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Wayward drives kept Brandt Snedeker scrambling a bit more than he preferred to on Thursday. (Martin/Getty Images)

Snedeker focuses on keeping it on straight and narrow

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Brandt Snedeker carved out an excellent 71 Thursday, but hit only five fairways. He knows that won't work all week long, so he hit the driving range until the the last rays of daylight gave out.

By Helen Ross, PGATOUR.COM Chief of Correspondents

BLOOMFIELD TOWNSHIP, Mich. - The shadows were lengthening Thursday evening, but Brandt Snedeker was determined to use every ray of sunlight remaining as he headed to the range.

He managed to eke out a 1-over 71 in the first round of the PGA Championship, but Snedeker's driver had refused to behave. He only hit five fairways Thursday, but he had stayed with the driver anyway to combat Oakland Hills' 7,395 unforgiving yards.

"I figured I was hitting everything crooked right now so I might as well get it closer to the green, " Snedeker said with a shrug. "I didn't hit many fairways on the back nine, but I just scrambled and made a lot of 8-, 9-footers for par, which you've got to do."

Snedeker made the turn 1 under but his momentum was halted by the 85-minute rain delay. After some couch time and a "couple of meals," he joked, he came back out and made two bogeys, but was hardly out of the hunt.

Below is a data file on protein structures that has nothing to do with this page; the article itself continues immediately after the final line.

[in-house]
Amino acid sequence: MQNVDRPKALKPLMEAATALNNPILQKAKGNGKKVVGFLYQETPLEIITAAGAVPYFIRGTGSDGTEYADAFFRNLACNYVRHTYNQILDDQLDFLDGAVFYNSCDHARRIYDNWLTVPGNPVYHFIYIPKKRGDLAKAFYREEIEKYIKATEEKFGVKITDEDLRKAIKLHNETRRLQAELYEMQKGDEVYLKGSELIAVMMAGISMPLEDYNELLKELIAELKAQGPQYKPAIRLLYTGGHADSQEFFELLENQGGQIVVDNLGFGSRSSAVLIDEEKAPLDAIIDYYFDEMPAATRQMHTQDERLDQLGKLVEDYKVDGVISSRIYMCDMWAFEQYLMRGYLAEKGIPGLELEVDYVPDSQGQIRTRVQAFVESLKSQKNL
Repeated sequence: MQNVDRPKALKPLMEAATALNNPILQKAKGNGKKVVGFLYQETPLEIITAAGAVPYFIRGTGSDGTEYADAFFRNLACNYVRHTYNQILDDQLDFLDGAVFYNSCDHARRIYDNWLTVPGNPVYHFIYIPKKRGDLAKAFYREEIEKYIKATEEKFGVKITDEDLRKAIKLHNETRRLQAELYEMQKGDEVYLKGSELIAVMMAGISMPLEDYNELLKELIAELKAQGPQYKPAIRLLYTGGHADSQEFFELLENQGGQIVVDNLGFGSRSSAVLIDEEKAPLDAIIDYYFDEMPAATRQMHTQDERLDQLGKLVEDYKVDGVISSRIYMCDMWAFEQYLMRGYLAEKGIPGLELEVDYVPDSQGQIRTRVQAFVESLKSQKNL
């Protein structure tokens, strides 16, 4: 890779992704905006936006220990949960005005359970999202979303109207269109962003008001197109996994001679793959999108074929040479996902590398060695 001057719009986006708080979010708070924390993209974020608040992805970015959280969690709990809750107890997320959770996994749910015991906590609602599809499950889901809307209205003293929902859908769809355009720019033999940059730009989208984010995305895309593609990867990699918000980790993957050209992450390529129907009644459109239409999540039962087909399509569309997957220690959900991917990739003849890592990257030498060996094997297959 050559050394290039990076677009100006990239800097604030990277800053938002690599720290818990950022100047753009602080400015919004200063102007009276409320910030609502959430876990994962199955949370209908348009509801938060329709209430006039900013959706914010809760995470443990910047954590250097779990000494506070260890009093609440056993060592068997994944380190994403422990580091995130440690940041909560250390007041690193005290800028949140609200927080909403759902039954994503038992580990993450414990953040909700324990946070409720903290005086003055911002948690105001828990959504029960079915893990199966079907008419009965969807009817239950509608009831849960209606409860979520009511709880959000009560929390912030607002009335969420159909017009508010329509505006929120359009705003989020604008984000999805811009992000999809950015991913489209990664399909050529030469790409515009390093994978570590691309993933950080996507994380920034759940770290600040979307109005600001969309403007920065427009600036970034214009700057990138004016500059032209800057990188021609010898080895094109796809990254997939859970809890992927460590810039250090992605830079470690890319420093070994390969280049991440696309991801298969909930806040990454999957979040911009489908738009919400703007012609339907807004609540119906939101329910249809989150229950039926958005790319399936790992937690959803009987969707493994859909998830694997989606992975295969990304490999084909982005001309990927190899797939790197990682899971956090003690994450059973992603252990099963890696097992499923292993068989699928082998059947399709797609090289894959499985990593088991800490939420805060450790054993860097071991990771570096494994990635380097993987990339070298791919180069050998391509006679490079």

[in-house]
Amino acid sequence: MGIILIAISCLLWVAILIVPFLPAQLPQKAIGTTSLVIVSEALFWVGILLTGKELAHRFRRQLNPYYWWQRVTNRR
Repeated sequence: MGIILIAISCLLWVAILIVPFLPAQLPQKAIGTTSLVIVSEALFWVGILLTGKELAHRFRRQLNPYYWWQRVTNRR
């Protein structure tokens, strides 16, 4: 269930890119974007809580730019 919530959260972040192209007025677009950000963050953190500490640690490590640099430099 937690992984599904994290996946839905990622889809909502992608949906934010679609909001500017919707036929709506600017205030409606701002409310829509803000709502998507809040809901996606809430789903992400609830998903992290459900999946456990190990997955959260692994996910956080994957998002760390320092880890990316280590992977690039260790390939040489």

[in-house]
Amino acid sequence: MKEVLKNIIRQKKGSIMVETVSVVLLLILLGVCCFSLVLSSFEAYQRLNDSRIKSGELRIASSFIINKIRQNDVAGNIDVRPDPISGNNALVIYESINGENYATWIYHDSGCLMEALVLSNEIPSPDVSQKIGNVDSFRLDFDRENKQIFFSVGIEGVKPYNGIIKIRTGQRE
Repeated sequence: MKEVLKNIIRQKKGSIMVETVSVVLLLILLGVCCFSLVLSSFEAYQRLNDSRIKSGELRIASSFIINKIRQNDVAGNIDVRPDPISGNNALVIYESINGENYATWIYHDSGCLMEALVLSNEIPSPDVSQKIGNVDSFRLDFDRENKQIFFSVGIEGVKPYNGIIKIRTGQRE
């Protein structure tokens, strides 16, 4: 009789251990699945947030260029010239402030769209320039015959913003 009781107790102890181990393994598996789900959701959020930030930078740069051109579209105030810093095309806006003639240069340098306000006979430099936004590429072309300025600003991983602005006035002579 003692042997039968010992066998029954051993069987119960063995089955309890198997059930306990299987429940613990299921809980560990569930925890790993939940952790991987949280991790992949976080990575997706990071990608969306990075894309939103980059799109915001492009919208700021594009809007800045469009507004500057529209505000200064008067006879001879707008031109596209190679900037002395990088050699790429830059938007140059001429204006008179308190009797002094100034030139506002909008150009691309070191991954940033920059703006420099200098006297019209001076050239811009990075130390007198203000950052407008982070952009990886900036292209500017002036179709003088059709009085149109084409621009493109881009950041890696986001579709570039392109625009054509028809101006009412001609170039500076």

"The wind really calmed down and there were still some tough pins out there," he said. "All in all, it was a good first day. The course is so playing so tough you can't lose your patience at all."

Snedeker, who will defend his first PGA TOUR title next week at the Wyndham Championship, tied for third at the Masters and ninth at the U.S. Open earlier this year. His finish at Torrey Pines, though, is his only top-10 since he played in the final group with Masters champion Trevor Immelman at Augusta National that Sunday.

The culprit, at least of late, has been Snedeker's putter. He changed his ball position last week at the World Golf Championships-Bridgestone Invitational, though, and by the weekend, he was feeling much better on the greens.

"I finally moved it back after several months of being stubborn and I've started rolling it good again," he said.

Snedeker would like nothing better than for everything to come together this week. In addition to trying to win his first major, he's trying to play his way onto Paul Azinger's Ryder Cup team.

He currently ranks 15th in the standings. The top eight at the end of the PGA Championship - where points are doubled - earn automatic spots. Azinger will complete his team with four Captain's Picks on Sept. 2.

"If I play good, I take care of it," Snedeker said simply. "If I don't, then I try to play good next week. I put a lot of pressure on myself just because I haven't played good of late. I'm due for a good week."

As much as he wants to represent the United States in the biennial competition, though, Snedeker says he didn't think about the Ryder Cup once on Thursday. He's got enough on his hands just trying to battle the course Ben Hogan called the "monster."

"This course is so tough, I'm just worried about the first tee shot," Snedeker said. "If you're off by a fraction for a day, you'll be shooting 80 easy. I'm going to go try to get my driver squared away and figure out how to hit more fairways tomorrow.

"I need to try to set up some birdie opportunities. They are few and far between out there and when you do have one, you need to make it."

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